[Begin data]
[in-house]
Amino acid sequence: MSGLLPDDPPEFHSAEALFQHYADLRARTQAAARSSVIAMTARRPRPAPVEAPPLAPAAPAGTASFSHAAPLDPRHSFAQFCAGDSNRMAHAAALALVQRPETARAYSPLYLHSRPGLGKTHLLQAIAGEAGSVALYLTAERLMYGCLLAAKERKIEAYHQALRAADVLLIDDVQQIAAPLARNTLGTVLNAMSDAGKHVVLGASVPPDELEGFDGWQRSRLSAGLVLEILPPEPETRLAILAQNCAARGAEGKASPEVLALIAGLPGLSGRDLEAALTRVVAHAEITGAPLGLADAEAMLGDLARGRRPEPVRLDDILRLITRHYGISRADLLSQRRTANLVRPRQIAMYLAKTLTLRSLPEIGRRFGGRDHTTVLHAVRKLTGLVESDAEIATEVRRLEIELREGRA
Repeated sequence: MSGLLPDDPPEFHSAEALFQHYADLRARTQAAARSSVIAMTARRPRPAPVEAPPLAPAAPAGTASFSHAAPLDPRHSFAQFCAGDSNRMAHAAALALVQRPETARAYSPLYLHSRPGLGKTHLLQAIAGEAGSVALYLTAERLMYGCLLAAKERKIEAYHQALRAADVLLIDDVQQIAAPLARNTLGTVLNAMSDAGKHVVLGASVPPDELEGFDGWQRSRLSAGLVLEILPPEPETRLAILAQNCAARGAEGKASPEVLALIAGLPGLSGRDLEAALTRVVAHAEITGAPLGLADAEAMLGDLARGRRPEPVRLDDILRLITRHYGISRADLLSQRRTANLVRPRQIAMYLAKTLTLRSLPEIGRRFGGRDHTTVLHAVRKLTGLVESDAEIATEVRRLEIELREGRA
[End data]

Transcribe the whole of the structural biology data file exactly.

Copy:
[in-house]
Amino acid sequence: MSGLLPDDPPEFHSAEALFQHYADLRARTQAAARSSVIAMTARRPRPAPVEAPPLAPAAPAGTASFSHAAPLDPRHSFAQFCAGDSNRMAHAAALALVQRPETARAYSPLYLHSRPGLGKTHLLQAIAGEAGSVALYLTAERLMYGCLLAAKERKIEAYHQALRAADVLLIDDVQQIAAPLARNTLGTVLNAMSDAGKHVVLGASVPPDELEGFDGWQRSRLSAGLVLEILPPEPETRLAILAQNCAARGAEGKASPEVLALIAGLPGLSGRDLEAALTRVVAHAEITGAPLGLADAEAMLGDLARGRRPEPVRLDDILRLITRHYGISRADLLSQRRTANLVRPRQIAMYLAKTLTLRSLPEIGRRFGGRDHTTVLHAVRKLTGLVESDAEIATEVRRLEIELREGRA
Repeated sequence: MSGLLPDDPPEFHSAEALFQHYADLRARTQAAARSSVIAMTARRPRPAPVEAPPLAPAAPAGTASFSHAAPLDPRHSFAQFCAGDSNRMAHAAALALVQRPETARAYSPLYLHSRPGLGKTHLLQAIAGEAGSVALYLTAERLMYGCLLAAKERKIEAYHQALRAADVLLIDDVQQIAAPLARNTLGTVLNAMSDAGKHVVLGASVPPDELEGFDGWQRSRLSAGLVLEILPPEPETRLAILAQNCAARGAEGKASPEVLALIAGLPGLSGRDLEAALTRVVAHAEITGAPLGLADAEAMLGDLARGRRPEPVRLDDILRLITRHYGISRADLLSQRRTANLVRPRQIAMYLAKTLTLRSLPEIGRRFGGRDHTTVLHAVRKLTGLVESDAEIATEVRRLEIELREGRA